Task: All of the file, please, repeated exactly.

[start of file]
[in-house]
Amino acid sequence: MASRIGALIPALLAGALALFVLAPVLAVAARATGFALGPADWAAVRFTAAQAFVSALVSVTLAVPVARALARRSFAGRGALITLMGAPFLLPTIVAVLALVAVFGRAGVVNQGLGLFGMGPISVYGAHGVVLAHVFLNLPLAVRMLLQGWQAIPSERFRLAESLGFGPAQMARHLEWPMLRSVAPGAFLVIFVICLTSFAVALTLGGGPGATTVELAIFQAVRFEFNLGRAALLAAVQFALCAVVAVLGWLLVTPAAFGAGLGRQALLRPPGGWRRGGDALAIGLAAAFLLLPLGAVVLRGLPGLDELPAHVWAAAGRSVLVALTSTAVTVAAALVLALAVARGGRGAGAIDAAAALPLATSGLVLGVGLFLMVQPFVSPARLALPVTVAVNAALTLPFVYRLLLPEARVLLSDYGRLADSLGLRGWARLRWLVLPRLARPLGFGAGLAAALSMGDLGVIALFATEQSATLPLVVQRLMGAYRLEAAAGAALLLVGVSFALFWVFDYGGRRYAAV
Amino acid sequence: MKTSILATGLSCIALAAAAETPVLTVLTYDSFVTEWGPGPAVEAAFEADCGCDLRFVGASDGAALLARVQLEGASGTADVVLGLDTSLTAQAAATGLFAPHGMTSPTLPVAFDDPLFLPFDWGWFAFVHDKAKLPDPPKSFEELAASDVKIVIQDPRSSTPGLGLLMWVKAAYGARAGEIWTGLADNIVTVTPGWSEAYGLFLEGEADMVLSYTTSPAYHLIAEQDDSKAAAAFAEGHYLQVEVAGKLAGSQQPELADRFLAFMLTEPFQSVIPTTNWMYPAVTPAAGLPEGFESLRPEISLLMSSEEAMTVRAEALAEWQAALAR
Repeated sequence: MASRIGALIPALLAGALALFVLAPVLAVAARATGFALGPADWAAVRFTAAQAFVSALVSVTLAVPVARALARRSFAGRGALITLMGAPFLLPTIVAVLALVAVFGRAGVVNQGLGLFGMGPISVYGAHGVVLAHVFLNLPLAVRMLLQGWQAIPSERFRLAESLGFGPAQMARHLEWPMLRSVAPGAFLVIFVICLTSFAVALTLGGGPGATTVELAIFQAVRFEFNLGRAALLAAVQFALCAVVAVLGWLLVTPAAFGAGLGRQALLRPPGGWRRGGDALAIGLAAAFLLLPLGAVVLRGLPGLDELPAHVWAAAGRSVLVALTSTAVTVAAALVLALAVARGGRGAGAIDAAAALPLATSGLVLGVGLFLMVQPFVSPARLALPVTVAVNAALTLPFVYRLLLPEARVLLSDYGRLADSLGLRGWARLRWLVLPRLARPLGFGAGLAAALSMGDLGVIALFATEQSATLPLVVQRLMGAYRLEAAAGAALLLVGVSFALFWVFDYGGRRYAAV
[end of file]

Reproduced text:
[in-house]
Amino acid sequence: MASRIGALIPALLAGALALFVLAPVLAVAARATGFALGPADWAAVRFTAAQAFVSALVSVTLAVPVARALARRSFAGRGALITLMGAPFLLPTIVAVLALVAVFGRAGVVNQGLGLFGMGPISVYGAHGVVLAHVFLNLPLAVRMLLQGWQAIPSERFRLAESLGFGPAQMARHLEWPMLRSVAPGAFLVIFVICLTSFAVALTLGGGPGATTVELAIFQAVRFEFNLGRAALLAAVQFALCAVVAVLGWLLVTPAAFGAGLGRQALLRPPGGWRRGGDALAIGLAAAFLLLPLGAVVLRGLPGLDELPAHVWAAAGRSVLVALTSTAVTVAAALVLALAVARGGRGAGAIDAAAALPLATSGLVLGVGLFLMVQPFVSPARLALPVTVAVNAALTLPFVYRLLLPEARVLLSDYGRLADSLGLRGWARLRWLVLPRLARPLGFGAGLAAALSMGDLGVIALFATEQSATLPLVVQRLMGAYRLEAAAGAALLLVGVSFALFWVFDYGGRRYAAV
Amino acid sequence: MKTSILATGLSCIALAAAAETPVLTVLTYDSFVTEWGPGPAVEAAFEADCGCDLRFVGASDGAALLARVQLEGASGTADVVLGLDTSLTAQAAATGLFAPHGMTSPTLPVAFDDPLFLPFDWGWFAFVHDKAKLPDPPKSFEELAASDVKIVIQDPRSSTPGLGLLMWVKAAYGARAGEIWTGLADNIVTVTPGWSEAYGLFLEGEADMVLSYTTSPAYHLIAEQDDSKAAAAFAEGHYLQVEVAGKLAGSQQPELADRFLAFMLTEPFQSVIPTTNWMYPAVTPAAGLPEGFESLRPEISLLMSSEEAMTVRAEALAEWQAALAR
Repeated sequence: MASRIGALIPALLAGALALFVLAPVLAVAARATGFALGPADWAAVRFTAAQAFVSALVSVTLAVPVARALARRSFAGRGALITLMGAPFLLPTIVAVLALVAVFGRAGVVNQGLGLFGMGPISVYGAHGVVLAHVFLNLPLAVRMLLQGWQAIPSERFRLAESLGFGPAQMARHLEWPMLRSVAPGAFLVIFVICLTSFAVALTLGGGPGATTVELAIFQAVRFEFNLGRAALLAAVQFALCAVVAVLGWLLVTPAAFGAGLGRQALLRPPGGWRRGGDALAIGLAAAFLLLPLGAVVLRGLPGLDELPAHVWAAAGRSVLVALTSTAVTVAAALVLALAVARGGRGAGAIDAAAALPLATSGLVLGVGLFLMVQPFVSPARLALPVTVAVNAALTLPFVYRLLLPEARVLLSDYGRLADSLGLRGWARLRWLVLPRLARPLGFGAGLAAALSMGDLGVIALFATEQSATLPLVVQRLMGAYRLEAAAGAALLLVGVSFALFWVFDYGGRRYAAV